Once the first outbreak is over, you will know what the symptoms look and feel like for you. The early stages of a herpes outbreak are called the prodrome, which is the phase of viral reactivation. The initial symptoms may include feeling skin changes or nerve activation in the area, which may feel like:
These symptoms may occur before any sores appear. If you take medication to manage herpes symptoms on your penis or surrounding area, then you may not experience sores at all. The manifestation of a herpes outbreak is very individual.
The next time you suffer an outbreak of herpes on the penis, you will know what the symptoms are as soon as they start, so you can treat them with prescription medication and at-home options that can ease itching or discomfort.
Especially if you take prescription antiviral medications, sores are less likely to cover a wide area or spread further. They will be more contained. Your immune system will know how to handle these lesions, and the antiviral medications will reduce how fast the virus reproduces and spreads.
Medical Treatment and Prevention Are Key
There is no cure for herpes. Many viral infections, like this one, are chronic infections and will require monitoring and treatment for the rest of your life. However, if you have a reasonably healthy immune system, you are not likely to experience too many outbreaks with sores on the penis or itching around the genitals, especially if you take antiviral medications as prescribed.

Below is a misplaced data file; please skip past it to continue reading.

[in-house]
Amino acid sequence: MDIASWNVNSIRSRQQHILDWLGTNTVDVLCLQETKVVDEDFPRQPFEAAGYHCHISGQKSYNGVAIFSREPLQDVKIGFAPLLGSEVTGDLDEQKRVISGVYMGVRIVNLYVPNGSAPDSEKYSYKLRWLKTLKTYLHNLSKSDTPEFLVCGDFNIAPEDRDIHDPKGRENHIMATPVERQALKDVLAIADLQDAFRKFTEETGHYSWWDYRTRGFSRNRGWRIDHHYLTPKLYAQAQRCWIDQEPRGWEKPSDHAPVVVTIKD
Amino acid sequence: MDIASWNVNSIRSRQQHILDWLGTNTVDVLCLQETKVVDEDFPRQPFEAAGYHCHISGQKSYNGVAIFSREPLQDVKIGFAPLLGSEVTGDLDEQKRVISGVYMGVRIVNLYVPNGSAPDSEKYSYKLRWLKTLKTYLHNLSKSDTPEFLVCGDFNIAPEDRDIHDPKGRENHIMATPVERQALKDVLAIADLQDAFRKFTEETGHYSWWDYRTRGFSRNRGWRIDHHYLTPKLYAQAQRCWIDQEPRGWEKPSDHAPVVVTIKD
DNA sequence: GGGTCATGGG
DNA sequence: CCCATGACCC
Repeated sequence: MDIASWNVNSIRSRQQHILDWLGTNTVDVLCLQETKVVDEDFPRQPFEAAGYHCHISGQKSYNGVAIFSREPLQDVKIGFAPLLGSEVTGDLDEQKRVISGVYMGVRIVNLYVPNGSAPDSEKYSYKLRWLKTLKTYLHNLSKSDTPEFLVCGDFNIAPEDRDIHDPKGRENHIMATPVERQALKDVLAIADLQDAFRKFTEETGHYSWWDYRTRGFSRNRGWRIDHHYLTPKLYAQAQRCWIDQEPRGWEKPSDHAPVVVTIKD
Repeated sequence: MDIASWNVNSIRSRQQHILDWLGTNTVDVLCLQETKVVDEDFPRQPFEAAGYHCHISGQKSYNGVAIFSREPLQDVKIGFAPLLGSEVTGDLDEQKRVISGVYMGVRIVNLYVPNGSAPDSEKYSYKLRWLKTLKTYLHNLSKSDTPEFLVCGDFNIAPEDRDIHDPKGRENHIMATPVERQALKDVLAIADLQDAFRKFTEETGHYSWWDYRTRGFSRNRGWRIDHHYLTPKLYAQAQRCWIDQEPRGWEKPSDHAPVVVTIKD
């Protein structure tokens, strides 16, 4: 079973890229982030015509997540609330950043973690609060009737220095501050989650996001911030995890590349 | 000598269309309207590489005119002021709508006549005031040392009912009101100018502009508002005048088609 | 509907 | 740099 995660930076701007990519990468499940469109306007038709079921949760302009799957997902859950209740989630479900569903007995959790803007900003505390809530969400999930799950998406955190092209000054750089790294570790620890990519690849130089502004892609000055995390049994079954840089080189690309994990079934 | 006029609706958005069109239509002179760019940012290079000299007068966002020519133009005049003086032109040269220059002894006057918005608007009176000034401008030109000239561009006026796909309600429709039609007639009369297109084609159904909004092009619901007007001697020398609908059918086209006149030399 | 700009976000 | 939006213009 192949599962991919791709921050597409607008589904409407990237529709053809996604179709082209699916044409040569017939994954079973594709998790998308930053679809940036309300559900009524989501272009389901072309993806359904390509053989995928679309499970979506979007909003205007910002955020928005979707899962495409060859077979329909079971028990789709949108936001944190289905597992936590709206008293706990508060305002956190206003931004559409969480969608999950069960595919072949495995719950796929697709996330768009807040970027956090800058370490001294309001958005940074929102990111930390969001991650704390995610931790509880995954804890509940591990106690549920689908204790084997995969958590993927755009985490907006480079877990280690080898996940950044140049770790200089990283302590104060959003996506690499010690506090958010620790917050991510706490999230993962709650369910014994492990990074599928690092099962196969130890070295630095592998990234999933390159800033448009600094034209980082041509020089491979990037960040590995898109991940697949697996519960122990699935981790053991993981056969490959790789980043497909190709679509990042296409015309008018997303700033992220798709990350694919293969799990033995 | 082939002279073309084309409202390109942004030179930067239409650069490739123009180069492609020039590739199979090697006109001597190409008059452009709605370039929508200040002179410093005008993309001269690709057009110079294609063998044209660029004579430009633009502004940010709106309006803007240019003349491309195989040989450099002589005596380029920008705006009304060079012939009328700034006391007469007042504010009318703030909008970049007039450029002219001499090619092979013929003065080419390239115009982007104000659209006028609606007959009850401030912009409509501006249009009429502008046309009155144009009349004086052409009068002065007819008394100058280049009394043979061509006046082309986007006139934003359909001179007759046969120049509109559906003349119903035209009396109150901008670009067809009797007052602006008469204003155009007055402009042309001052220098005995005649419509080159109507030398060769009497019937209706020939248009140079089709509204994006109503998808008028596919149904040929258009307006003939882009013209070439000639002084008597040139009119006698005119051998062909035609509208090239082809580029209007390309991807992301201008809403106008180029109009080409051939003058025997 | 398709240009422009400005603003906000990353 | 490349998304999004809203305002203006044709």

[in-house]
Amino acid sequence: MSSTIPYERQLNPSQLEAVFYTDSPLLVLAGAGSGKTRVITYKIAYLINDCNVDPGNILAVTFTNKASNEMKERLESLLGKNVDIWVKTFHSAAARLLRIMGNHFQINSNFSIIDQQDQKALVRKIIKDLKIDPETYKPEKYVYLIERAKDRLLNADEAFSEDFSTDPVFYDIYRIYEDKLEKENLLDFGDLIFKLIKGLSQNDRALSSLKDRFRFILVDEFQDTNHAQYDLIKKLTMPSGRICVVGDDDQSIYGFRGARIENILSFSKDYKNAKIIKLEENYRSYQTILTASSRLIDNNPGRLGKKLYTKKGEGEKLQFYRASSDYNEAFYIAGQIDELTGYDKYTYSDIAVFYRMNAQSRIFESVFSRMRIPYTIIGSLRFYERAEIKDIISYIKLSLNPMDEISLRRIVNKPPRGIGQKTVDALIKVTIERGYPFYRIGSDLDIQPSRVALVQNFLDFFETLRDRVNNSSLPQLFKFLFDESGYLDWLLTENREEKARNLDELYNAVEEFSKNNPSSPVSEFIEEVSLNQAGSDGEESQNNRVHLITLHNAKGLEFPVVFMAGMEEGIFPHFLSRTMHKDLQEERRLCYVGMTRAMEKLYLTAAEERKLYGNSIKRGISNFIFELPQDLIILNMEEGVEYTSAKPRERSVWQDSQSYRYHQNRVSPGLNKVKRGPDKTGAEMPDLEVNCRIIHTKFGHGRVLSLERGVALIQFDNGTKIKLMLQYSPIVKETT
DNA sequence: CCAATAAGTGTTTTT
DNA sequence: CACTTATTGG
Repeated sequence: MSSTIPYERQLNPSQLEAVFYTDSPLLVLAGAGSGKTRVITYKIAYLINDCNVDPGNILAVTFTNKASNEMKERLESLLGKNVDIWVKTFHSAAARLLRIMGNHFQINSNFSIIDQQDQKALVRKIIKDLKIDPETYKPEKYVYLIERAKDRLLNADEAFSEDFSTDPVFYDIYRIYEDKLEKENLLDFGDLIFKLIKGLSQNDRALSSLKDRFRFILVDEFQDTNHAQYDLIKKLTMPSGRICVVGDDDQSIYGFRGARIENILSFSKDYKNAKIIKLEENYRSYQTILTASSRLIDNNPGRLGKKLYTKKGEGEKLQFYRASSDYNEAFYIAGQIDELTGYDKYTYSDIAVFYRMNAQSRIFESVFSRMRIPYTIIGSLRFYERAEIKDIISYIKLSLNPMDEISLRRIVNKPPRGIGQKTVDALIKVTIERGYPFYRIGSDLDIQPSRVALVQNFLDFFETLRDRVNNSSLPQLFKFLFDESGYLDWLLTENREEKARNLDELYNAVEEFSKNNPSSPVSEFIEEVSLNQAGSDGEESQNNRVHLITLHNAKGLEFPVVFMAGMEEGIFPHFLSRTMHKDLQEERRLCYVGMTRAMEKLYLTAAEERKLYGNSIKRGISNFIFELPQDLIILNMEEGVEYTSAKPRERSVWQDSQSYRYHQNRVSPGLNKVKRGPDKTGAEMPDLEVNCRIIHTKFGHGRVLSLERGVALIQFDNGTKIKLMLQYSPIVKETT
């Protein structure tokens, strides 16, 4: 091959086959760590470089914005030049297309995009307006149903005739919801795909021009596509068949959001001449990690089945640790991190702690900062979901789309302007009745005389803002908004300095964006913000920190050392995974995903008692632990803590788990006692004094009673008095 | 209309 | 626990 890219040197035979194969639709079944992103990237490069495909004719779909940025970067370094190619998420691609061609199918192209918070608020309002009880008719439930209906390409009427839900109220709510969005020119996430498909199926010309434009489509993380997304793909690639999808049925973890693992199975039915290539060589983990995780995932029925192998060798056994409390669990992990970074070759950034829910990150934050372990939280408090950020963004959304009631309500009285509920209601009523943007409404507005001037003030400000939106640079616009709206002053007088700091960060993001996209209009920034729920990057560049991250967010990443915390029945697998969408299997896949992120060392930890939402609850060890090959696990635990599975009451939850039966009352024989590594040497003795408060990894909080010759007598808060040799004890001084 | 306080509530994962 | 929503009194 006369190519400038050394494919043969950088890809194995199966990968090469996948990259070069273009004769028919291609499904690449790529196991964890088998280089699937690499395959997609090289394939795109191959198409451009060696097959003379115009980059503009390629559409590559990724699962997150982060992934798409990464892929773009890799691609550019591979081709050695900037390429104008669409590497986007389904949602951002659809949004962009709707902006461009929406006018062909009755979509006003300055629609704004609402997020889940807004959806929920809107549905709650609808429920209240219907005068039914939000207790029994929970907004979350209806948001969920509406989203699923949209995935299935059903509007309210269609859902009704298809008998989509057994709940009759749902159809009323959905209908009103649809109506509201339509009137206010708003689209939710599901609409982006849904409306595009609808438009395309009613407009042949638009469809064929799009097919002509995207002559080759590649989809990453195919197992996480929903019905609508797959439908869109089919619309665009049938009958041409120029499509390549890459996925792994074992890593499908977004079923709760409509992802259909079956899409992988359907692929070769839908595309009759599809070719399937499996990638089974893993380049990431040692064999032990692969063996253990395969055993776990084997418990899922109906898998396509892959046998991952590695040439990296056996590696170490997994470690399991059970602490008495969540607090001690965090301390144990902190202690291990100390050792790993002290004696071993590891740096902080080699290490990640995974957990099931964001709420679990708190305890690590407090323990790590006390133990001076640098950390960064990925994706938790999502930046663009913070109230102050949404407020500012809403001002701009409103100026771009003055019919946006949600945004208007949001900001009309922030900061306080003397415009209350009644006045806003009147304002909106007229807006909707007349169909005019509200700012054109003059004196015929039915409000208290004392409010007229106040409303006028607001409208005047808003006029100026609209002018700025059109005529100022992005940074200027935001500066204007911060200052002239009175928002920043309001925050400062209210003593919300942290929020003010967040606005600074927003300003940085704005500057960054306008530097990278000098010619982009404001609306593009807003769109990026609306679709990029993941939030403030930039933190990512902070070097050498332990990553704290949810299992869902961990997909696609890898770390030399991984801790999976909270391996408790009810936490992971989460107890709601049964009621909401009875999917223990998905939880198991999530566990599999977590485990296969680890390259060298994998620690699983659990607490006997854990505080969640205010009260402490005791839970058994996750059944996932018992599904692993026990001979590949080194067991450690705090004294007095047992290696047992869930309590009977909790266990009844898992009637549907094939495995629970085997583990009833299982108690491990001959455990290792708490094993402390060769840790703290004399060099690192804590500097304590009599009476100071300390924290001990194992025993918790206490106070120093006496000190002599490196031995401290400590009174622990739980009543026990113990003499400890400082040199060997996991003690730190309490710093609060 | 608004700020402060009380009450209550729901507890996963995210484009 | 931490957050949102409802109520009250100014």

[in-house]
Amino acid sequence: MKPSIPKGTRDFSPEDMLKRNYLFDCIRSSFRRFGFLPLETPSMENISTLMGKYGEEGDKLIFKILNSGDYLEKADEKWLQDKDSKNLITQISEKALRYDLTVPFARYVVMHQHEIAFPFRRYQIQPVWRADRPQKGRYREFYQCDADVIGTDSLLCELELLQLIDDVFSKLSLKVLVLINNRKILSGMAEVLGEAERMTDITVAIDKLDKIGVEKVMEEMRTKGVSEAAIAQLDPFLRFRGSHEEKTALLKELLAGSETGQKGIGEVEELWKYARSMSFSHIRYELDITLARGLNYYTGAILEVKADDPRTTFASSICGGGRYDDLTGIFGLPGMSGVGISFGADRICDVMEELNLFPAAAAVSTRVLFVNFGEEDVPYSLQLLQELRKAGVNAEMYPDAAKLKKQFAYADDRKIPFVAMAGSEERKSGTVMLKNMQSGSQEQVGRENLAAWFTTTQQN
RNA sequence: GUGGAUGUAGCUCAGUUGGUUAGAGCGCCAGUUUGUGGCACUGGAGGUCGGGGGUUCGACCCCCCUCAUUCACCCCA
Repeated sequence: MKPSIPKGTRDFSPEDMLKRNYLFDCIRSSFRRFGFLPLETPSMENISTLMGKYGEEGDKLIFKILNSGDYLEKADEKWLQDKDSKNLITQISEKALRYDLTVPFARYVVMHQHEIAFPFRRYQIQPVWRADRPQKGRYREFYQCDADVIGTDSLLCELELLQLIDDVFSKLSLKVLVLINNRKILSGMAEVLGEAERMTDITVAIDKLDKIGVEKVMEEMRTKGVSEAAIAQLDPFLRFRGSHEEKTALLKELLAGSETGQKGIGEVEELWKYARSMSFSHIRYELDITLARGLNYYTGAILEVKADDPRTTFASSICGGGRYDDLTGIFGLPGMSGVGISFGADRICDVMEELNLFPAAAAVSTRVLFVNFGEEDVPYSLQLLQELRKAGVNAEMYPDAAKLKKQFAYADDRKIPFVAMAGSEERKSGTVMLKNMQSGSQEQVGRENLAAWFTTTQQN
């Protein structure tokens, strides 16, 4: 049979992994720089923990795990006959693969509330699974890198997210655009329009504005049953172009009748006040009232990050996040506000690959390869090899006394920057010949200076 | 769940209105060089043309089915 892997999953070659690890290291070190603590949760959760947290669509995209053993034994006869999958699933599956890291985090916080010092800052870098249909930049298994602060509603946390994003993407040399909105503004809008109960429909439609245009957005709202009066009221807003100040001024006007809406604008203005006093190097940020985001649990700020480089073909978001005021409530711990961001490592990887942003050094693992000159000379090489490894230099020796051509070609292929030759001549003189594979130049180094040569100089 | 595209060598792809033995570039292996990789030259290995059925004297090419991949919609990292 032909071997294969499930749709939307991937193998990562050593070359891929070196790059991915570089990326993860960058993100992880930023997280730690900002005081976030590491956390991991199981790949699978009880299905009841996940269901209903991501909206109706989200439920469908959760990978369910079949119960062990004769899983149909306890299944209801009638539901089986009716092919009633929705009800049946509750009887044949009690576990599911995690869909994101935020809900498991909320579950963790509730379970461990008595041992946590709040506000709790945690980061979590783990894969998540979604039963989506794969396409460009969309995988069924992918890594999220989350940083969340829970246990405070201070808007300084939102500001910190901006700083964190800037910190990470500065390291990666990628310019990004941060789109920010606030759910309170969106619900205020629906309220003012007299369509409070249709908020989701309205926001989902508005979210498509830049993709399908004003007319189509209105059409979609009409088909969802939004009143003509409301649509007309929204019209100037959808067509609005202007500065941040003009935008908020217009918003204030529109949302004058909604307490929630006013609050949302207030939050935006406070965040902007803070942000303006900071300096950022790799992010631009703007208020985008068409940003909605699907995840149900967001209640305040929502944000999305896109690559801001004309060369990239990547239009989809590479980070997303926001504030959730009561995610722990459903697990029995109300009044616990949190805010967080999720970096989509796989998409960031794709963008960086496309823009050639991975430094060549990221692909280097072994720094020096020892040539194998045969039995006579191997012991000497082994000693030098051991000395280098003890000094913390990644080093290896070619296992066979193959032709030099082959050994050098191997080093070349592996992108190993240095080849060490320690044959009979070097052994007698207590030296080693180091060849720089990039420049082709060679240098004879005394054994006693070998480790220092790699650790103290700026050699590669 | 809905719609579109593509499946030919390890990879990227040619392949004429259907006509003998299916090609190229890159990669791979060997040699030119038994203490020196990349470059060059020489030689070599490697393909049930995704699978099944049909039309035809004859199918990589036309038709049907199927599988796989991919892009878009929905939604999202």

It is also important to get regular STI screenings if you are sexually active, and always wear condoms and use dental dams for penetrative and oral sex. Have a conversation about sexual health with your sexual partners.
Self-diagnosing genital herpes is complicated, and too many people brush aside concerns after the first symptoms appear. Getting a doctor’s help for an appropriate diagnosis is the only way to ensure you know whether you have genital herpes or not.
Herpes Signs and Symptoms. American Sexual Health Association (ASHA).
Herpes. (April 26, 2019). Young Men’s Health.
A Guide to Genital Herpes Symptoms in Males. (February 7, 2019). Healthline.
Genital Herpes. (October 3, 2017). Mayo Clinic.
What Are the Symptoms of Herpes? Planned Parenthood.